Here is why this is important.  
Paul Thacker and University of San Francisco's Industry Documents Library seek to harm the credibility of scientists they don't like by cherry picking and skewed presentation of information. It is part of their attack on on science, much like that done to disparage climate scientists. 

The documents reveal reimbursement for costs incurred when I spoke to farmers about technology.  It was on my time, and I received no compensation. 

It is his purposeful distortion of an event that was public information, fully disclosed, and receipts visible on demand. 

This is transparency weaponized to raise questions about the integrity of a scientist, sharing science. 

Is Paul Thacker someone you trust?  Is this kind of reprehensible conduct acceptable to you?  

It is just another day in the life of scientists that teach science, and the barriers we have to fight to do it in a hostile atmosphere when hate meets social media. 

Popular posts from this blog

Scientific American Destroys Public Trust in Science

This is a sad epitaph, parting words to an old friend that is now gone, leaving in a puff of bitter betrayal. 
When I was a kid it was common for my mom to buy me a magazine if I was sick and home from school.  I didn't want MAD Magazine or comic books.  I preferred Scientific American
The once stalwart publication held a unique spot at the science-public interface, bringing us interesting and diverse stories of scientific interest, long before the internet made such content instantly accessible.  It was our trusted pipeline to the new edges of scientific discovery, from the mantle of the earth to the reaches of space, and every critter in between.
But like so much of our trusted traditional science media, Scientific American has traded its credibility for the glitz of post-truth non-scientific beliefs and the profits of clickbait.The problem is that when a trusted source publishes false information (or worse, when it hijacked by activists) it destroys trust in science, trust in s…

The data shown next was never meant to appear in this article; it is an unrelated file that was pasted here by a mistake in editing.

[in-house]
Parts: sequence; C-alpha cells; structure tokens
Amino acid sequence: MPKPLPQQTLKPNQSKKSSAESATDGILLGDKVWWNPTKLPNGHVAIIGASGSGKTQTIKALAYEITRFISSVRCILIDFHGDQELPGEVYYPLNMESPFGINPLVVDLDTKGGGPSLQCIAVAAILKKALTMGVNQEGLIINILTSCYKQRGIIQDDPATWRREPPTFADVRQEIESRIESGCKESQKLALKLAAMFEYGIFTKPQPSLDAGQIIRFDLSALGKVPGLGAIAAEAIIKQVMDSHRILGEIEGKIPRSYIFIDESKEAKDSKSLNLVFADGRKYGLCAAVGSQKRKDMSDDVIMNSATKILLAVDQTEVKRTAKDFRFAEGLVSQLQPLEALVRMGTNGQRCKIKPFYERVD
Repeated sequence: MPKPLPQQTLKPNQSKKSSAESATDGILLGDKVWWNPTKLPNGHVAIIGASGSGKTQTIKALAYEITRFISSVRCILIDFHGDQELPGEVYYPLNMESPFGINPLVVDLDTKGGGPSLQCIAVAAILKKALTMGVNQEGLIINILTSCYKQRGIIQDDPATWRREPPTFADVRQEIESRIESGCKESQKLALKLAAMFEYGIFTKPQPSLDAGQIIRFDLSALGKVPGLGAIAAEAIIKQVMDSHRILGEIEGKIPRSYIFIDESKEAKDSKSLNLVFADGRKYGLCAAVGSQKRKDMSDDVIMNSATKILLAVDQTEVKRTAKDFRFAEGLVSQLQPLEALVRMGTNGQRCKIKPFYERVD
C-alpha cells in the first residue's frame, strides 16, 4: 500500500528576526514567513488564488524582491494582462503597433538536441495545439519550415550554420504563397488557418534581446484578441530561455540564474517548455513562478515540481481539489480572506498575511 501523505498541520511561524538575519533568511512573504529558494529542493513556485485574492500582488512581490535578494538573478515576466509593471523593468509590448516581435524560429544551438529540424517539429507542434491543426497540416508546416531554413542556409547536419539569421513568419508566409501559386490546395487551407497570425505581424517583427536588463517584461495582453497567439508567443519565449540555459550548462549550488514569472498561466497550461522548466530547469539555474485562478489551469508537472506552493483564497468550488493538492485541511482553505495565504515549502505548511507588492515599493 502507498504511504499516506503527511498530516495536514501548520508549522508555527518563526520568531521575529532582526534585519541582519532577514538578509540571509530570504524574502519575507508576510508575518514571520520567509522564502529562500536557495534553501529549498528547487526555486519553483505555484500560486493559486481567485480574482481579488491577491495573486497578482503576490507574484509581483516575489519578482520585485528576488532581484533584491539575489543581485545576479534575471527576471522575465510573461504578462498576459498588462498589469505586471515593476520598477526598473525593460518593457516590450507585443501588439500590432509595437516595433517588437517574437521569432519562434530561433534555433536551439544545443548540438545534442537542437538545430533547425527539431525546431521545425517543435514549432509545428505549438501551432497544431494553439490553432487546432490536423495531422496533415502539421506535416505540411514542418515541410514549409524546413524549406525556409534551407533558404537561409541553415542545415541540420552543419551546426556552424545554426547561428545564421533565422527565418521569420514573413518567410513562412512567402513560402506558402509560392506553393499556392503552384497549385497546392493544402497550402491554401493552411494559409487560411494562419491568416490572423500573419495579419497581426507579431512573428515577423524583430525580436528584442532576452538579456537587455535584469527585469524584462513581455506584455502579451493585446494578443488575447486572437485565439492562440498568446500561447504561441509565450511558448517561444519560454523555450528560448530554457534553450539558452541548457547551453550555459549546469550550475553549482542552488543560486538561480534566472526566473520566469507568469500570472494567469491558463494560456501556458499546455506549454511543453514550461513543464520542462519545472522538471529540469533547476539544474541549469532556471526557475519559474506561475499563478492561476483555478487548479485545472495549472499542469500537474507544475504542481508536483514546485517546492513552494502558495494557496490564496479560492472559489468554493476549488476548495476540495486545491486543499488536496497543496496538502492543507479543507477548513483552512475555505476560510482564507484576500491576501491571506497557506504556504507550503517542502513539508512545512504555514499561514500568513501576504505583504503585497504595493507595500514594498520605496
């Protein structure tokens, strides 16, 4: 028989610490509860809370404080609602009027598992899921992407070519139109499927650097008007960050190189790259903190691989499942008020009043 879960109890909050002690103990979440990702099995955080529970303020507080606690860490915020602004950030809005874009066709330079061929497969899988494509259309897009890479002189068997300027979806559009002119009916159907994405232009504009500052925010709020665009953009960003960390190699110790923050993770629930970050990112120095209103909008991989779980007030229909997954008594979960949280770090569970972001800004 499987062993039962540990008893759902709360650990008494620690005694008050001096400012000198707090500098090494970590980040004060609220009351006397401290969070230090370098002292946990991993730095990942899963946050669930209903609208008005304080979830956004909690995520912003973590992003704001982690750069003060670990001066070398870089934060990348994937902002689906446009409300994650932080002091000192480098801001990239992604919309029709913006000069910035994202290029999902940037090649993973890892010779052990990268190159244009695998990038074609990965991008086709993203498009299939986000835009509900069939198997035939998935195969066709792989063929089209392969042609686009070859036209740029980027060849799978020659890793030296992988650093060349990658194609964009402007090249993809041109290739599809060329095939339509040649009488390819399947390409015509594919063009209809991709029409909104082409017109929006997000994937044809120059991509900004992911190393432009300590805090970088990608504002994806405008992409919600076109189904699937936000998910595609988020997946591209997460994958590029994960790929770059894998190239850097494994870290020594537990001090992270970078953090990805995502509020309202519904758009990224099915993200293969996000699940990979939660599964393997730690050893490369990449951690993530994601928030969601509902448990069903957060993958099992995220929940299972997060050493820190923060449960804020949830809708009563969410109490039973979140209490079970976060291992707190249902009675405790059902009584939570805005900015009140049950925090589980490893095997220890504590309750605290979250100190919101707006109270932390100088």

Chipotle's Ag-vertising to Fix their Anti-Ag Image

After years of anti-farmer rhetoric, disgusting anti-agriculture videos, and trashing farmer seed choice, Chipotle now seems to have found a love for the American farmer that is as warm and inviting as the gooey core of a steak burrito.  Their new "Cultivate the Future of Farming" campaign raises awareness of the hardship being experienced in agriculture, and then offers their thoughts and some seed grants in order to reverse it. 

But are they solving a problem that they were instrumental in creating? 

The crisis in agriculture is real, with farmers suffering from low prices, astronomical costs, and strangling regulation.  Farmer suicides are a barometer of the crisis.  Farms, from commodity crops to dairies, are going out of business daily. It is good to see a company raising awareness. 

From Chipotle's website- The "challenge is real" and "It's a hard living"-- and companies like Chipotle were central in creating those problems. 

However, Chipotle&#…

Mangling Reality and Targeting Scientists

Welcome to 2019, and one thing that remains constant is that scientists engaging the public will continue to be targeted for harassment and attempted reputation harm.  

The good news is that it is not working as well as it used to.  People are disgusted by their tactics, and only a handful of true-believers acknowledge their sites as credible. 

But for those on the fence I thought it might be nice to post how a website like SourceWatch uses a Wikipedia-mimic interface to spread false and/or misleading information about public scientists. 

Don't get me wrong, this is not crying victim.  I'm actually is screaming empowerment.  I spent the time to correct the record, something anyone can check.  Please look into their allegations and mine, and see who has it right. 

This is published by the Center for Media and Democracy.  Sadly, such pages actually threaten democracy by providing a forum for false information that makes evidence-based decisions in policy issues more challenging.  It…